Pubdate: Tue, 07 Feb 2012
Source: Olympian, The (WA)
Copyright: 2012 The Olympian
Author: Renata Rollins
Note: Renata Rollins, a board member of the National Organization for 
the Reform of Marijuana Laws Thurston County and past director of 
Washington NORML


Readers of the Jan. 29 Sunday Olympian woke up to two front-page 
headlines, five full-color photos and 85 column inches about the 
legal woes of local medical cannabis providers. The story had all the 
makings of great political drama: ambiguous laws, ambivalent 
lawmakers, undercover cops, lawyers of all stripes.

And yet, I'm in the chorus of millions asking: What's the fuss? Any 
other business accused of a code violation, whether undercooking food 
or selling alcohol to a minor, could expect a visit from a 
clipboard-wielding state worker. But change one detail and it's armed 
federal agents, state troopers and the local narcotics task force at 
the door - usually not knocking politely.

As similar scenes unfold across the nation, more communities bear 
witness to the waste and dishonor of cannabis prohibition. Not only 
does it harm already ailing patients, it makes criminals out of 
people who choose a safer alternative to alcohol, the world's most 
destructive drug.

In 2012, the federal government looks pretty lonely insisting 
cannabis has "no medical use." Research scientists, the American 
Medical Association, traditional medicine practitioners and 81 
percent of the American public acknowledge its therapeutic benefits.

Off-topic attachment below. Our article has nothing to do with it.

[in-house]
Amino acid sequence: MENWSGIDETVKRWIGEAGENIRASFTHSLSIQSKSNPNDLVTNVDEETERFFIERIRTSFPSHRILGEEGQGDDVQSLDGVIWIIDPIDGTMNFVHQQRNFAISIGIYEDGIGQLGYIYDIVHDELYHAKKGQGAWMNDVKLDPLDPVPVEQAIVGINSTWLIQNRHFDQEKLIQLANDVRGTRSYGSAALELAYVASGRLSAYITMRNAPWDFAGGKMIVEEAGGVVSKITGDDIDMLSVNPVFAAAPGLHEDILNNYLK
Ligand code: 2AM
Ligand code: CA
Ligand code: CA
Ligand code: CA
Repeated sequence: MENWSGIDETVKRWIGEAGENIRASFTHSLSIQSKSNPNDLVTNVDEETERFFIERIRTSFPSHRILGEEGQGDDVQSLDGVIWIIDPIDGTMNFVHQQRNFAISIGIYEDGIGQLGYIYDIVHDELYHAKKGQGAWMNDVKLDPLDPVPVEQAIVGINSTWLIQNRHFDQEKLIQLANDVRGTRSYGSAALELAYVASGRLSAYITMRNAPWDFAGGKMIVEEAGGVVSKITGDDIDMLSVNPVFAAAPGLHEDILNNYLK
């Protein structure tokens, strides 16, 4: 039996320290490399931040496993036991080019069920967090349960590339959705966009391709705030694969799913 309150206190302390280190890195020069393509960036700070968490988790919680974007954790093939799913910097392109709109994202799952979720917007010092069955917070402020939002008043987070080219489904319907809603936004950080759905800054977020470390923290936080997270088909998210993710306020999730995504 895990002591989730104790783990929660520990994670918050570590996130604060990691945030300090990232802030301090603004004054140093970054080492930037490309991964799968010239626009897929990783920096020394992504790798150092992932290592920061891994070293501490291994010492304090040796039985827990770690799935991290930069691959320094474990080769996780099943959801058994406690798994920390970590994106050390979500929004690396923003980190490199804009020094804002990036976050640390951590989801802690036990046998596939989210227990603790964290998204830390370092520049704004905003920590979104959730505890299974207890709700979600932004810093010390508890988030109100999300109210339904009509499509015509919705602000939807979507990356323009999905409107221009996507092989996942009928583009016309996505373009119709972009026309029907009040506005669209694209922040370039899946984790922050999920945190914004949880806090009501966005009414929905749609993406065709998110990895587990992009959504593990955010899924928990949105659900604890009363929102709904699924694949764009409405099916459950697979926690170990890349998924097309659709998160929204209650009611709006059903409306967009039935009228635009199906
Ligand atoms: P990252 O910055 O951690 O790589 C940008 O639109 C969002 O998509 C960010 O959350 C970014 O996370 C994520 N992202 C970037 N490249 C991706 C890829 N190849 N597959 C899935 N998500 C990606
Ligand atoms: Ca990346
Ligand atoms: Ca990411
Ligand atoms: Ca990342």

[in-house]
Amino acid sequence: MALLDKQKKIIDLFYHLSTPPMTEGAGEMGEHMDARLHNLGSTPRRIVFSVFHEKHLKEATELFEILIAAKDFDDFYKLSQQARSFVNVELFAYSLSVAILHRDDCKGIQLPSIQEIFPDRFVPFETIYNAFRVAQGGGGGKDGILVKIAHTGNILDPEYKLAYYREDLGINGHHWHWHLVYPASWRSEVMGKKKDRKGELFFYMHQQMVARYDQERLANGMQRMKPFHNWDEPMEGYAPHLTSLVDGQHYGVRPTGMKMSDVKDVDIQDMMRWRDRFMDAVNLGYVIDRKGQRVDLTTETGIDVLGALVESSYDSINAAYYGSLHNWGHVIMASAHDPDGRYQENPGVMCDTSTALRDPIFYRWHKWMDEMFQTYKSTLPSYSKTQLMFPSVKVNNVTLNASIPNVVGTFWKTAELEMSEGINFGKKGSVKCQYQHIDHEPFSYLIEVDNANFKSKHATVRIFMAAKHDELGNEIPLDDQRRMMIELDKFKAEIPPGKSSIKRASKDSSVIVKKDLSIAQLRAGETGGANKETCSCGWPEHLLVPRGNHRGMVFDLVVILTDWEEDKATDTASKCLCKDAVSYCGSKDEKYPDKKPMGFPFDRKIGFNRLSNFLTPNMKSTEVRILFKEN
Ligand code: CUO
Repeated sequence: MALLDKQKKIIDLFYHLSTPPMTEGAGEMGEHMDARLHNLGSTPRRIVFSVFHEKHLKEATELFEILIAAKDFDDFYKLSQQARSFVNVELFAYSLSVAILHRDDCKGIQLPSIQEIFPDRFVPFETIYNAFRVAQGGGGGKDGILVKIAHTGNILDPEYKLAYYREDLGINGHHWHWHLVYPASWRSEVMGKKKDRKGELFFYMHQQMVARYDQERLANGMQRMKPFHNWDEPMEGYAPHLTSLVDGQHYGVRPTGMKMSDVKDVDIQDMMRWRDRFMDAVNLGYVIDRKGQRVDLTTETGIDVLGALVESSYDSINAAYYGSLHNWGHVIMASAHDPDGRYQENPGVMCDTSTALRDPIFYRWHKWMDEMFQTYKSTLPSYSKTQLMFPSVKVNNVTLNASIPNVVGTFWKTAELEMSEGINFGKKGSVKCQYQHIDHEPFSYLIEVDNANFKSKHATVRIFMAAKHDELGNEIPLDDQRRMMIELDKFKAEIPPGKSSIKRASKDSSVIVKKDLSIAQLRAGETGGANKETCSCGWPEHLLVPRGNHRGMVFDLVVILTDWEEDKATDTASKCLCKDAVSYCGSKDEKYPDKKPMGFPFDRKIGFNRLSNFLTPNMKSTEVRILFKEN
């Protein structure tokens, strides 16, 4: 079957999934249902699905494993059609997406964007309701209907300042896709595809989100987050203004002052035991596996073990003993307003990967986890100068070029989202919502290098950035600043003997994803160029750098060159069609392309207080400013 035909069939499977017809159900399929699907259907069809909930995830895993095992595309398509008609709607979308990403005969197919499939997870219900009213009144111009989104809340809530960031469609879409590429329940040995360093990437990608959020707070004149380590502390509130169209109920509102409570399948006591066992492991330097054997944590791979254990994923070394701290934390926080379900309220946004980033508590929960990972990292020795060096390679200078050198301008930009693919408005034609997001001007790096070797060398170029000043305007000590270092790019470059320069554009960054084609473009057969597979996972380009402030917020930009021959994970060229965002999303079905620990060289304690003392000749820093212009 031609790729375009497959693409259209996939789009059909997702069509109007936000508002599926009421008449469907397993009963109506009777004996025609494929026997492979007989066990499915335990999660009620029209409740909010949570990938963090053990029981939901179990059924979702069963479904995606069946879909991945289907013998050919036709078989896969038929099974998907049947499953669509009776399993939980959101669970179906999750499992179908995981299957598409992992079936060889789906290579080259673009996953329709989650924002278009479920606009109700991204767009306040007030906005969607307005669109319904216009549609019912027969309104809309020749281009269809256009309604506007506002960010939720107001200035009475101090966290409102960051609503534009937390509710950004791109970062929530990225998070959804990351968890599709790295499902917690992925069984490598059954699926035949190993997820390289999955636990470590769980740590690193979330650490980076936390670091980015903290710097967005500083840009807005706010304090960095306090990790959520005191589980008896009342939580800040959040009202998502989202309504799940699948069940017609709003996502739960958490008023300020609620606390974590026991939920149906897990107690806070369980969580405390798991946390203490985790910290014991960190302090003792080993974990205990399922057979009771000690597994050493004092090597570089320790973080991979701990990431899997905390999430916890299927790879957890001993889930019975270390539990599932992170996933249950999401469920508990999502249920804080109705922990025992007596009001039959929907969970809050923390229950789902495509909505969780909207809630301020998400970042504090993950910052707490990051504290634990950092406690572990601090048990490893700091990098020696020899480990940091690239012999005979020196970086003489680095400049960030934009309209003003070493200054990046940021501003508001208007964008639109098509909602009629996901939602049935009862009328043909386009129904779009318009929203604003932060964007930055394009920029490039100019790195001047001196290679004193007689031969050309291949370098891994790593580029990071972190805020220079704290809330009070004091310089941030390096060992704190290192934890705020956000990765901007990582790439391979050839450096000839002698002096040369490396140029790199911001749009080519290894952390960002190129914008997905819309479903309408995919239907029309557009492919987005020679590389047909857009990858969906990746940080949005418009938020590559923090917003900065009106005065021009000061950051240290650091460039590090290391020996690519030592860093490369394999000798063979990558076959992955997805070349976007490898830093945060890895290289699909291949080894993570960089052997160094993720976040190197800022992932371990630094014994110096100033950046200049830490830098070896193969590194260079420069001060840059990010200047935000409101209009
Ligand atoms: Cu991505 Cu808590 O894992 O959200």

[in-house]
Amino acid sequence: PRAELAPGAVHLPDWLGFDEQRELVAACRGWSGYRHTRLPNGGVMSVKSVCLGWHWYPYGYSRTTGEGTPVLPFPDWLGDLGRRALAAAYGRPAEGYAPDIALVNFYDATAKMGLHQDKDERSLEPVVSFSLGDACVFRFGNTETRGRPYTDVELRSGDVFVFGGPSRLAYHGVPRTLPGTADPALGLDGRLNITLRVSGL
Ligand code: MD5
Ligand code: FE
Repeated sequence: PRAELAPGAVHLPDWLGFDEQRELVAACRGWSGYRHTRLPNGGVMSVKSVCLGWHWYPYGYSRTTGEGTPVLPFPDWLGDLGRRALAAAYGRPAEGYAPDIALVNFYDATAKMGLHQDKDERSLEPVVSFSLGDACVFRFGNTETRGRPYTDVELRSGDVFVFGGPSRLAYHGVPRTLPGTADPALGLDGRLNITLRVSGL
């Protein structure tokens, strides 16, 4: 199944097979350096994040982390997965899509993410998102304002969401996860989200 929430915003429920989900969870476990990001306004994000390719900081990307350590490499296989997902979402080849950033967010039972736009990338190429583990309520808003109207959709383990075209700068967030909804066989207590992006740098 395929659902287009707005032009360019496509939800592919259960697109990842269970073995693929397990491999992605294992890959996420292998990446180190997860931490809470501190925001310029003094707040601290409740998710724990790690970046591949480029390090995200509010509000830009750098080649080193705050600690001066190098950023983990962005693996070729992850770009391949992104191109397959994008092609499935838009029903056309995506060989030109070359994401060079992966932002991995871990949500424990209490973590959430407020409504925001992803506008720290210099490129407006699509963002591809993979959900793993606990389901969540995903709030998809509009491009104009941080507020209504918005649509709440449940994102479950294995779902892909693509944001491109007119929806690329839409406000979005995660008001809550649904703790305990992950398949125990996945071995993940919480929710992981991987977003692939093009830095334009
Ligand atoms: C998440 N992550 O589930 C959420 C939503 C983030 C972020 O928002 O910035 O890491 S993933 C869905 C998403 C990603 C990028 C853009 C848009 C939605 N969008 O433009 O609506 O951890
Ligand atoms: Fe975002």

For thousands of years, herbal cannabis has relieved pain and 
inflammation, prevented nausea, treated menstrual discomfort and 
improved sleep. Repeated studies show cannabis helps addiction 
recovery, epilepsy, PTSD and cancer.

The medical marijuana movement deserves credit for raising awareness 
about an herb that was legally sold in the United States until 1937. 
Still, the prescription model is overly restrictive. Imagine if you 
needed an established history of headaches in order to buy ibuprofen. 
Or if you needed a doctor's note to get sleeping pills. Or if you had 
to join a co-op in order to access cough syrup for your kids.

All of these products, incidentally, result in fatal overdoses every 
year. (Herbal cannabis has never killed anyone because it has no 
lethal dose.) And yet we don't think twice about seeing rows of meds 
in every grocery store and gas station. Let's reserve prescriptions 
for truly dangerous drugs like Oxycontin and morphine, slap on a 
label stating cannabis "may cause drowsiness," and stop spending tax 
dollars eradicating a natural remedy.

Again, in 2012, the question isn't whether cannabis should be legal, 
but rather, why not? Herbal cannabis is safer than alcohol, healthier 
than fast food, and less addictive than your daily cup of coffee.

Next to America's drug of choice, there's no comparison: Alcohol 
poisons the liver. Cannabis is nontoxic. Alcohol damages the brain. 
Cannabis is neuroprotective. Alcohol increases violent behavior. 
Cannabis does the opposite. Alcohol makes dangerous drivers. Cannabis 
has less effect on driver safety than fatigue. (These studies are 
cited at and

The propaganda campaign against cannabis has run its course, thanks 
to advocacy groups like NORML, and free information on the Internet. 
As of last fall, a record 50 percent of Americans favor legalization, 
up from just 12 percent in 1969. The game is up.

The T-shirt from The Healing Center co-op in Olympia reads: "If you 
don't like medical marijuana, you won't like the future." Whether 
medical or otherwise, really, what's so bad about that future? Less 
violence, less disease, you'll have the choice to use a safer 
substance without fearing incarceration.

And hopefully, you can read about something more pressing in the paper.
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MAP posted-by: Jay Bergstrom